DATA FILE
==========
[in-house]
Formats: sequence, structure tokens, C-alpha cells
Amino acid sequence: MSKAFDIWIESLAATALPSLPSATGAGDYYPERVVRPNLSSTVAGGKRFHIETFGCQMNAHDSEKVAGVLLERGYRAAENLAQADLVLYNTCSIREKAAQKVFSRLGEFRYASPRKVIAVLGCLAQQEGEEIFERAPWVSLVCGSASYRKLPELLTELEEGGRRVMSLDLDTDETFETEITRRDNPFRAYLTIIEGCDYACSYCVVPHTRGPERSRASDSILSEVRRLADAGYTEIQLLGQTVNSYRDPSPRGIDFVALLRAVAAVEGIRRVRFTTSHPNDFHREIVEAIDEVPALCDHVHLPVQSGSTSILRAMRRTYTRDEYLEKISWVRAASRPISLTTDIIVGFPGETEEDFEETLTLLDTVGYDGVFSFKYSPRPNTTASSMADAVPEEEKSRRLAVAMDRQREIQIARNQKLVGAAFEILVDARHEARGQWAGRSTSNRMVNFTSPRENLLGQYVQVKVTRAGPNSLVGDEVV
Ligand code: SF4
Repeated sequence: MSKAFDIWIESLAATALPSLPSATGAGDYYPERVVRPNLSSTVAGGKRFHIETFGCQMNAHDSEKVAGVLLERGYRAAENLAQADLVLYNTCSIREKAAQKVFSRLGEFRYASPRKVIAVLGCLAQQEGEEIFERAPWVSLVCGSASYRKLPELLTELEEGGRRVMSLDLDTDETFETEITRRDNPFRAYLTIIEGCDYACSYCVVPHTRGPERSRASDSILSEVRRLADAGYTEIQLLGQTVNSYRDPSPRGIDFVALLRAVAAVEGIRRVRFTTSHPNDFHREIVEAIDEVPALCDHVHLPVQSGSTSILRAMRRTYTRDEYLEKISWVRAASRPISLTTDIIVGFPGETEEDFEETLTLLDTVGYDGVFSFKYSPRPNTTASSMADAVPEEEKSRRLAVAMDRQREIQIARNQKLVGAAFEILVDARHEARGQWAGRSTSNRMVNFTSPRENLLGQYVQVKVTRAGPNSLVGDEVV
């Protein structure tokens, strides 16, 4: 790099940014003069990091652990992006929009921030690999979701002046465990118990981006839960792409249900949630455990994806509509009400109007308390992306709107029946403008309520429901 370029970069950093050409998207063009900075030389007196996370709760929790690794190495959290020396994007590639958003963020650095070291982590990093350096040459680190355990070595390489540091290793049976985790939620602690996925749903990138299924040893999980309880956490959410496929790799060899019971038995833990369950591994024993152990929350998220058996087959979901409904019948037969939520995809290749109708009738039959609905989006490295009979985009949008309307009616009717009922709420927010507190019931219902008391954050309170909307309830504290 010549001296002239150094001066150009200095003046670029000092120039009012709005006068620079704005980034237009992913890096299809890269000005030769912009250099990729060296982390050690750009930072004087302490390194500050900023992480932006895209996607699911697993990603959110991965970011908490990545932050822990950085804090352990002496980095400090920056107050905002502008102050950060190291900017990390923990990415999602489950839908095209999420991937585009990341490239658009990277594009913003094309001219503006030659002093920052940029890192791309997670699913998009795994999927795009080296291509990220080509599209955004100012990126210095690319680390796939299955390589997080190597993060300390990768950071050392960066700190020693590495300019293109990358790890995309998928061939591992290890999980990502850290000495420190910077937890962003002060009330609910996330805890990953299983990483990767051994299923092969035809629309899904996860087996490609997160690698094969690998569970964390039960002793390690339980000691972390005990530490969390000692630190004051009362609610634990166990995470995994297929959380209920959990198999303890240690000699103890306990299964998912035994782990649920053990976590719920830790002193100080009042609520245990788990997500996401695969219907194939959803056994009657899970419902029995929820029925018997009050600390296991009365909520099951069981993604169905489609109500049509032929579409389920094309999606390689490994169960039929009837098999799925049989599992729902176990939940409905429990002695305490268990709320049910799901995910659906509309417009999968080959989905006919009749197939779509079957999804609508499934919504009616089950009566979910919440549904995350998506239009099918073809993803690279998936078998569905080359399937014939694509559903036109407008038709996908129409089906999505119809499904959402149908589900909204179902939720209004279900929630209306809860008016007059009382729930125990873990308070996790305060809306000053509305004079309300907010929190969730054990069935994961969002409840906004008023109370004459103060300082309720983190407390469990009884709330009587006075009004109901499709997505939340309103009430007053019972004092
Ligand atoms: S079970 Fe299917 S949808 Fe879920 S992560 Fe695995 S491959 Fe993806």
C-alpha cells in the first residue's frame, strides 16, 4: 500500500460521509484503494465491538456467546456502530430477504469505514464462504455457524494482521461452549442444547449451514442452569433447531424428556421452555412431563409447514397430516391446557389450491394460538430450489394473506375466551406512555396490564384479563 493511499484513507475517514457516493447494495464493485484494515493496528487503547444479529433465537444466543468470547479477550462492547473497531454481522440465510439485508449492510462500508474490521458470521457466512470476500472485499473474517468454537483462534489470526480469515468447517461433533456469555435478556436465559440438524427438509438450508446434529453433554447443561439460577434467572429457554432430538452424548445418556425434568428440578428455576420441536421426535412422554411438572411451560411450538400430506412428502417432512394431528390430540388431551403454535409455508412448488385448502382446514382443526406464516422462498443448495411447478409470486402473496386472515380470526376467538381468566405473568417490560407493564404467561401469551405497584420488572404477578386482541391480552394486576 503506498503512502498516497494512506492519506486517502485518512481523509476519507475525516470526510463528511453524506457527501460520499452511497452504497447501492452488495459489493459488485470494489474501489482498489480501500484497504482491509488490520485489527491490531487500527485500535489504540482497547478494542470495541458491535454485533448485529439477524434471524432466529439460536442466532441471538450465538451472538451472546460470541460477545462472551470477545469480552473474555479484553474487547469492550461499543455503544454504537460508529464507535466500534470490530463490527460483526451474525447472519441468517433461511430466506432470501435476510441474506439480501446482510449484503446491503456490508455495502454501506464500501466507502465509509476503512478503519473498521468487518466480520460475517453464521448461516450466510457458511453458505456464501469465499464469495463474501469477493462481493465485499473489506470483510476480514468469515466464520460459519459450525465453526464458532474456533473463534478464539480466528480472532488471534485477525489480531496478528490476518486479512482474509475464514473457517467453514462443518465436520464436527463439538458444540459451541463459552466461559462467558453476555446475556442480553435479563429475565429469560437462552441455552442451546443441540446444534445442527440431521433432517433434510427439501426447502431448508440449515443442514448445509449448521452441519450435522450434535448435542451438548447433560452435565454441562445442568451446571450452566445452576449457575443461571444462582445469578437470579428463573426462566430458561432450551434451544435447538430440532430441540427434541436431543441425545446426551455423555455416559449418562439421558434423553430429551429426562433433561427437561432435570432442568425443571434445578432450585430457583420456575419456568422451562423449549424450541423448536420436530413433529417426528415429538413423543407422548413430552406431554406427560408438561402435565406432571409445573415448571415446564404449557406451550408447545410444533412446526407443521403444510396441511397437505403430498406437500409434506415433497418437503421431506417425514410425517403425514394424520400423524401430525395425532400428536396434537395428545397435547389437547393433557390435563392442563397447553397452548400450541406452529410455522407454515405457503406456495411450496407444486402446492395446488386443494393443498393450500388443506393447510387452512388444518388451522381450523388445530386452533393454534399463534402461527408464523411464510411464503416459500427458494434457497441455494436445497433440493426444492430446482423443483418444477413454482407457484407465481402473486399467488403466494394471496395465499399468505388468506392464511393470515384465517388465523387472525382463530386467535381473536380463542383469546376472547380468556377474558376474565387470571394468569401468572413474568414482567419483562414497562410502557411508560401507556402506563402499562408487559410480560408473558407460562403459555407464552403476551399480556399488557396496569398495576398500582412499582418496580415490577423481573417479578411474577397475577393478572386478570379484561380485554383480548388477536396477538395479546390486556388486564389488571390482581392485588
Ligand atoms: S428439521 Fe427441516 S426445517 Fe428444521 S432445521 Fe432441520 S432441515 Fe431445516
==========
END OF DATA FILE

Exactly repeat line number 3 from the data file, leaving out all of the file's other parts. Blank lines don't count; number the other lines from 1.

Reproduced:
Amino acid sequence: MSKAFDIWIESLAATALPSLPSATGAGDYYPERVVRPNLSSTVAGGKRFHIETFGCQMNAHDSEKVAGVLLERGYRAAENLAQADLVLYNTCSIREKAAQKVFSRLGEFRYASPRKVIAVLGCLAQQEGEEIFERAPWVSLVCGSASYRKLPELLTELEEGGRRVMSLDLDTDETFETEITRRDNPFRAYLTIIEGCDYACSYCVVPHTRGPERSRASDSILSEVRRLADAGYTEIQLLGQTVNSYRDPSPRGIDFVALLRAVAAVEGIRRVRFTTSHPNDFHREIVEAIDEVPALCDHVHLPVQSGSTSILRAMRRTYTRDEYLEKISWVRAASRPISLTTDIIVGFPGETEEDFEETLTLLDTVGYDGVFSFKYSPRPNTTASSMADAVPEEEKSRRLAVAMDRQREIQIARNQKLVGAAFEILVDARHEARGQWAGRSTSNRMVNFTSPRENLLGQYVQVKVTRAGPNSLVGDEVV